Throughout his acquaintanceship with the lady of his heart there had been this marked peculiarity in her love: she had delighted in his presence as a sweetheart should do, yet from first to last she had repressed all recognition of the true nature of the thread which drew them together, blinding herself to its meaning and only natural tendency, and appearing to dread his announcement of them. The present seemed enough for her without cumulative hope: usually, even if love is in itself an end, it must be regarded as a beginning to be enjoyed.
In spite of evasions as an obstacle, and in consequence of them as a spur, he would put the matter off no longer. It was evening. He took her into a little conservatory on the landing, and there among the evergreens, by the light of a few tiny lamps, infinitely enhancing the freshness and beauty of the leaves, he made the declaration of a love as fresh and beautiful as they.
'My love—my darling, be my wife!'
She seemed like one just awakened. 'Ah—we must part now!' she faltered, in a voice of anguish. 'I will write to you.' She loosened her hand and rushed away.
In a wild fever Graye went home and watched for the next morning. Who shall express his misery and wonder when a note containing these words was put into his hand?
'Good-bye; good-bye for ever. As recognized lovers something divides us eternally. Forgive me—I should have told you before; but your love was sweet! Never mention me.'
That very day, and as it seemed, to put an end to a painful condition of things, daughter and parents left London to pay off a promised visit to a relative in a western county. No message or letter of entreaty could wring from her any explanation. She begged him not to follow her, and the most bewildering point was that her father and mother appeared, from the tone of a letter Graye received from them, as vexed and sad as he at this sudden renunciation. One thing was plain: without admitting her reason as valid, they knew what that reason was, and did not intend to reveal it.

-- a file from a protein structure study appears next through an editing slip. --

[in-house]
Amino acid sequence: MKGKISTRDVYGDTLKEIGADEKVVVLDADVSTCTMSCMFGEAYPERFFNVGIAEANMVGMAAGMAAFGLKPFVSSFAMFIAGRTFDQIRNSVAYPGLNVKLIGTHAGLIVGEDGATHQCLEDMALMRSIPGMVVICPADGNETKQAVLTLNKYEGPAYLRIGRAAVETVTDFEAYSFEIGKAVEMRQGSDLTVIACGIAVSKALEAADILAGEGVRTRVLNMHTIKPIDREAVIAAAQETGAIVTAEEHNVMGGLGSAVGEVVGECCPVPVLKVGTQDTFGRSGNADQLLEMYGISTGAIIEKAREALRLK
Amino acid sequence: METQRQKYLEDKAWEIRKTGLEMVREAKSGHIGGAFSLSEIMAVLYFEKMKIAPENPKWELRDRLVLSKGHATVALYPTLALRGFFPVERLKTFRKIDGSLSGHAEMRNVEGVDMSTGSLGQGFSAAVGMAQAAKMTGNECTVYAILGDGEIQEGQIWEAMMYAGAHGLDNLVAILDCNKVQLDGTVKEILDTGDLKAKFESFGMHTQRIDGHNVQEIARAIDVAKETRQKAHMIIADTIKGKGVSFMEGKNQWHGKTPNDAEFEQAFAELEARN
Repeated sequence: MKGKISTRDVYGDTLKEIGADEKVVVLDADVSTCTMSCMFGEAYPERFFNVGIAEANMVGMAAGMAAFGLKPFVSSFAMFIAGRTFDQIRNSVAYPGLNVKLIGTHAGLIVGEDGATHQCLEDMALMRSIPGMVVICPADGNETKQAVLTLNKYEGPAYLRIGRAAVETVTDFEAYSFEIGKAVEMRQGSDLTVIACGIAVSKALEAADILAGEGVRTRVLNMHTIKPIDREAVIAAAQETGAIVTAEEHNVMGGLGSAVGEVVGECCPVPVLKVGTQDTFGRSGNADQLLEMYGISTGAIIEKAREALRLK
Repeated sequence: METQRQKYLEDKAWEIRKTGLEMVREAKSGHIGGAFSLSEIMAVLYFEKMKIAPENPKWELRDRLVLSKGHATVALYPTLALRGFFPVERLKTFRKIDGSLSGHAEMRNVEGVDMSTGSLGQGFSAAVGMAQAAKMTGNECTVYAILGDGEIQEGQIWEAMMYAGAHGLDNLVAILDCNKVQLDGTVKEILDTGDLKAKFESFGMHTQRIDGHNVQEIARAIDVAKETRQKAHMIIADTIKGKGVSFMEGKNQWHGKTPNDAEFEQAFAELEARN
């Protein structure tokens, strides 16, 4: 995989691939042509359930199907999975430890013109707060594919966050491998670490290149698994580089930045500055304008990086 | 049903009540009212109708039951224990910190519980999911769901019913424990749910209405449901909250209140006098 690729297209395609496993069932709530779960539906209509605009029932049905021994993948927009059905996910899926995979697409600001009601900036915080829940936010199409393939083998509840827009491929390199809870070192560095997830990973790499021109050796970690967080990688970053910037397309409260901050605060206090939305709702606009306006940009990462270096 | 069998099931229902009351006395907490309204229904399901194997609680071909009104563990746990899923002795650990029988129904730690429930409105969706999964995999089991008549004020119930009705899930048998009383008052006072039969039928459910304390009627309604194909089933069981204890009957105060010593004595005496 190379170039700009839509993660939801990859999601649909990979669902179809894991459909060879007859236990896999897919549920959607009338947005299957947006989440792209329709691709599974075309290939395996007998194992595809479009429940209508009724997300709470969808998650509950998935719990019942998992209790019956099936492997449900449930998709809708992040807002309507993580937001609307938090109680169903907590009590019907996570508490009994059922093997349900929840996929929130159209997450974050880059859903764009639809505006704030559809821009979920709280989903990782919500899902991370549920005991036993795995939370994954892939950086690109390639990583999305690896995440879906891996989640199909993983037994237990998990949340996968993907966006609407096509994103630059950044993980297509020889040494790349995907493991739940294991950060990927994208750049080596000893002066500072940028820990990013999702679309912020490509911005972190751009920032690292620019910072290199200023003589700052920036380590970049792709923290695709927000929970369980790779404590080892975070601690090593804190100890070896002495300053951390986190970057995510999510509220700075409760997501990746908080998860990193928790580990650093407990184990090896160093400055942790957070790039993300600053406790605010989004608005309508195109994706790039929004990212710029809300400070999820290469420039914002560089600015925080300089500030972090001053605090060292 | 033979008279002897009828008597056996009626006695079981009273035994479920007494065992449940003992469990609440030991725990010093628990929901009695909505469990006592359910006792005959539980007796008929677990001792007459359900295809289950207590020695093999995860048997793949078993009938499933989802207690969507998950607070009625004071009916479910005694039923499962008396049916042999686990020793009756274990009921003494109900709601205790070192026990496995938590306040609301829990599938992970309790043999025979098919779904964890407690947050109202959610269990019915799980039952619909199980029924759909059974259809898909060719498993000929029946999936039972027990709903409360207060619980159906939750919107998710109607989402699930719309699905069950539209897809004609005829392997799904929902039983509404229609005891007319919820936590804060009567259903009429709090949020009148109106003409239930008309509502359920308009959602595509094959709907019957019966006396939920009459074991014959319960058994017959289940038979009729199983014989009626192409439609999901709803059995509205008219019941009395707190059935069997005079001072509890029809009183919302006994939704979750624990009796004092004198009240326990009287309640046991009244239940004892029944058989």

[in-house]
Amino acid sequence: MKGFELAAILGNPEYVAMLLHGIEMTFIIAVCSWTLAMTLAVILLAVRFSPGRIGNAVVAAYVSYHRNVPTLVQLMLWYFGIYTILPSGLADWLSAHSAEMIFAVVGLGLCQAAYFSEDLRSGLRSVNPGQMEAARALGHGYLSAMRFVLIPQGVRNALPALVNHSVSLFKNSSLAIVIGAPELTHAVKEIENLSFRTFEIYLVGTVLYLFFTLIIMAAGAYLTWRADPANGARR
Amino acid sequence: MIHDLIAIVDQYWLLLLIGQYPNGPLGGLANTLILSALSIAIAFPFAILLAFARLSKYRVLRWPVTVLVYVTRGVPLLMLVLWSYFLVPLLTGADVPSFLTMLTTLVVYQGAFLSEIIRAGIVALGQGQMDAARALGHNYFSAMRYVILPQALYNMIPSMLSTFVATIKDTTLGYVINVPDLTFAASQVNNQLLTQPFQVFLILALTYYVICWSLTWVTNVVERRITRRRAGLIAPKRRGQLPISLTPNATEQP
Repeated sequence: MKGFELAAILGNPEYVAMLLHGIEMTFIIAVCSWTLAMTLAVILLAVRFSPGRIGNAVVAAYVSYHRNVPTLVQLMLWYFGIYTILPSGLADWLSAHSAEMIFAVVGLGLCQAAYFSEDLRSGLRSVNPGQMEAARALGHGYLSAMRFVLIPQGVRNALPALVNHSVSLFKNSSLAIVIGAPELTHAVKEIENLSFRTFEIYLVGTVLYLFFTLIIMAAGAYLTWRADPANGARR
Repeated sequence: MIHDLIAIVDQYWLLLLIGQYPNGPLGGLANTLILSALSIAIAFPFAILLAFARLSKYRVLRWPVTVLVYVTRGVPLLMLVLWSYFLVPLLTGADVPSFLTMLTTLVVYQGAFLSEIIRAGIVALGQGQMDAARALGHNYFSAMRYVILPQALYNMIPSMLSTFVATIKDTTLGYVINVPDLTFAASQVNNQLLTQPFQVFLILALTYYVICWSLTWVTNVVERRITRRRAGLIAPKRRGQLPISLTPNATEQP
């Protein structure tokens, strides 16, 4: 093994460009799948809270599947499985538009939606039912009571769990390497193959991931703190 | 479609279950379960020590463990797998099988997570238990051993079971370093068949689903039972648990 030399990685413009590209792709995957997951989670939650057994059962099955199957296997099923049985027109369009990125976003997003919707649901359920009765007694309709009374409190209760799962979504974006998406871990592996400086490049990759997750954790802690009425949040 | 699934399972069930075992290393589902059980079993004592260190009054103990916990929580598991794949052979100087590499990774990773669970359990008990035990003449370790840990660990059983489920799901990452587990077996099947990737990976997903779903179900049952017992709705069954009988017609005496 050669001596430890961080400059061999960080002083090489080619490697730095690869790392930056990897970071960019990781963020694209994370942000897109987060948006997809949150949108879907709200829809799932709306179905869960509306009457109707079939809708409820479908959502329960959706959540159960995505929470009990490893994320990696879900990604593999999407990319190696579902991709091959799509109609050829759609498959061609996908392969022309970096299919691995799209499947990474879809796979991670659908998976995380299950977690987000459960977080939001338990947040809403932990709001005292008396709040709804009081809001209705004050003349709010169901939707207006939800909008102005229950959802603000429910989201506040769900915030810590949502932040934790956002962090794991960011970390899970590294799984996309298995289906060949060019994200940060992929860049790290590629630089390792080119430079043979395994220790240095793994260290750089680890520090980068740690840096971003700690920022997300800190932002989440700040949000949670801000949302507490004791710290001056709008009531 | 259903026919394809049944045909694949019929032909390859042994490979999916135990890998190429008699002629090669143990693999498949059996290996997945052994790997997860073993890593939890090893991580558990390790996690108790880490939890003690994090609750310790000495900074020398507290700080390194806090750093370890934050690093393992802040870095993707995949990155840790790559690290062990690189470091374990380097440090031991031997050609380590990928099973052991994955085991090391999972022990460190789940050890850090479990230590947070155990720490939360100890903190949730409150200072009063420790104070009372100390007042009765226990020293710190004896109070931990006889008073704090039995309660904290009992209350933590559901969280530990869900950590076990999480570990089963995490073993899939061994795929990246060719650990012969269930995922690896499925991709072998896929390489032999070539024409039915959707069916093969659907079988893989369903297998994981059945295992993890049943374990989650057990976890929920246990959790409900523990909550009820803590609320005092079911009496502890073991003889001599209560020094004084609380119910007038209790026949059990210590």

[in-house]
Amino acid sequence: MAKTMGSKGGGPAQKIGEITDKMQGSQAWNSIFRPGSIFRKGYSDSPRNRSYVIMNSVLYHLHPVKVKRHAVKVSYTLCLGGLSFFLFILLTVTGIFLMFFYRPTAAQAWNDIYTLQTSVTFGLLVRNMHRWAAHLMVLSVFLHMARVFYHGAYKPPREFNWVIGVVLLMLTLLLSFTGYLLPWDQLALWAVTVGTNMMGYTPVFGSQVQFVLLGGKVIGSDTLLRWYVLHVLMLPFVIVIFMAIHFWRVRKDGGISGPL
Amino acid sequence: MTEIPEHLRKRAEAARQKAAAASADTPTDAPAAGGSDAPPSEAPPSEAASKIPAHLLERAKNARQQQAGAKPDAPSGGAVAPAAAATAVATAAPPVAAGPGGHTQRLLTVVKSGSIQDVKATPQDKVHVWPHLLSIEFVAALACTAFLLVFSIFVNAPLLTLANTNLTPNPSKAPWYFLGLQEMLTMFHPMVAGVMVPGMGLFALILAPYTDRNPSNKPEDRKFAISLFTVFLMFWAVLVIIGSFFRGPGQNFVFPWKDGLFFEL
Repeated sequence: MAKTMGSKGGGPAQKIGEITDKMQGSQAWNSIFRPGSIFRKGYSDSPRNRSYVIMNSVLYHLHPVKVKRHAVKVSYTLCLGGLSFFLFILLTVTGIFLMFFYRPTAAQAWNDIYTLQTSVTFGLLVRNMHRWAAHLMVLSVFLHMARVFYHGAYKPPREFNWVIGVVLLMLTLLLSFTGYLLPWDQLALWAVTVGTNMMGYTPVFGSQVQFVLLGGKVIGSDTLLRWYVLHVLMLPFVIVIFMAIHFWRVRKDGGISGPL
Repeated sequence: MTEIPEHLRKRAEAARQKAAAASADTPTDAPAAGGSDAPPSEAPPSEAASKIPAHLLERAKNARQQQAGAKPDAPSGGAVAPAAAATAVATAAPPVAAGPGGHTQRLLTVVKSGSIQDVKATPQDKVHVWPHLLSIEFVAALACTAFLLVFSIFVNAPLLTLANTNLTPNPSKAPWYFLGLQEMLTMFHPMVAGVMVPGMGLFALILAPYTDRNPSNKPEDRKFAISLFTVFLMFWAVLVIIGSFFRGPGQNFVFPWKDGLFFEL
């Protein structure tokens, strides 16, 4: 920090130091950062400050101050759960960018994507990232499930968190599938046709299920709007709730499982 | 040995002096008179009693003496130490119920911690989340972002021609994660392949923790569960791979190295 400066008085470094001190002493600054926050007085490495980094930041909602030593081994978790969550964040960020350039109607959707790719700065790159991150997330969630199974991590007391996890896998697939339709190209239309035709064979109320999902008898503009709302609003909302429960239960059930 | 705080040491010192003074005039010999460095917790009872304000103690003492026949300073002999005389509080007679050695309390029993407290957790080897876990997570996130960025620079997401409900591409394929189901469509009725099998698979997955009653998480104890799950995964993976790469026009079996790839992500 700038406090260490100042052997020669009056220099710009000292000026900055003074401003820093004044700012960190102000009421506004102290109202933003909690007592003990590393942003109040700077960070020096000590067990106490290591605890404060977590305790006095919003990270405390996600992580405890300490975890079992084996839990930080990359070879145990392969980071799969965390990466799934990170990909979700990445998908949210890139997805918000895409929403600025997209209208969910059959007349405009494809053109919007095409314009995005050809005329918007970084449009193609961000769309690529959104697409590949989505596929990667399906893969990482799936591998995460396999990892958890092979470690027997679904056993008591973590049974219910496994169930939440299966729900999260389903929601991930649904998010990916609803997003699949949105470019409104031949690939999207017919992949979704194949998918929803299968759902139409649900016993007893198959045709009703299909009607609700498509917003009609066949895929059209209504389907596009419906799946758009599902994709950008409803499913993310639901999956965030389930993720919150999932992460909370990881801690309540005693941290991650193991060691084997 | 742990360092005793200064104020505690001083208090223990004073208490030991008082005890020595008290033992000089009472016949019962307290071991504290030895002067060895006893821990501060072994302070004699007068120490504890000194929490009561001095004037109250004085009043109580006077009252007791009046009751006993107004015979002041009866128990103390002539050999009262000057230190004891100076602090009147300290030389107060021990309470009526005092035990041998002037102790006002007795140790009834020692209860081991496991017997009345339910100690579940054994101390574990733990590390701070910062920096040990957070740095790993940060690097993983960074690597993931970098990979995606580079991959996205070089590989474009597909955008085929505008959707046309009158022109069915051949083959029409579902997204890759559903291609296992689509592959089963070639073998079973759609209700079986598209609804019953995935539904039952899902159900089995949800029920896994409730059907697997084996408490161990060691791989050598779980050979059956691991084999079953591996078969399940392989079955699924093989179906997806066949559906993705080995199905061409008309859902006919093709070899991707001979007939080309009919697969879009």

A week from that day Ambrose Graye left his friend Huntway's house and saw no more of the Love he mourned. From time to time his friend answered any inquiry Graye made by letter respecting her. But very poor food to a lover is intelligence of a mistress filtered through a friend. Huntway could tell nothing definitely. He said he believed there had been some prior flirtation between Cytherea and her cousin, an officer of the line, two or three years before Graye met her, which had suddenly been terminated by the cousin's departure for India, and the young lady's travelling on the Continent with her parents the whole of the ensuing summer, on account of delicate health. Eventually Huntway said that circumstances had rendered Graye's attachment more hopeless still. Cytherea's mother had unexpectedly inherited a large fortune and estates in the west of England by the rapid fall of some intervening lives. This had caused their removal from the small house in Bloomsbury, and, as it appeared, a renunciation of their old friends in that quarter.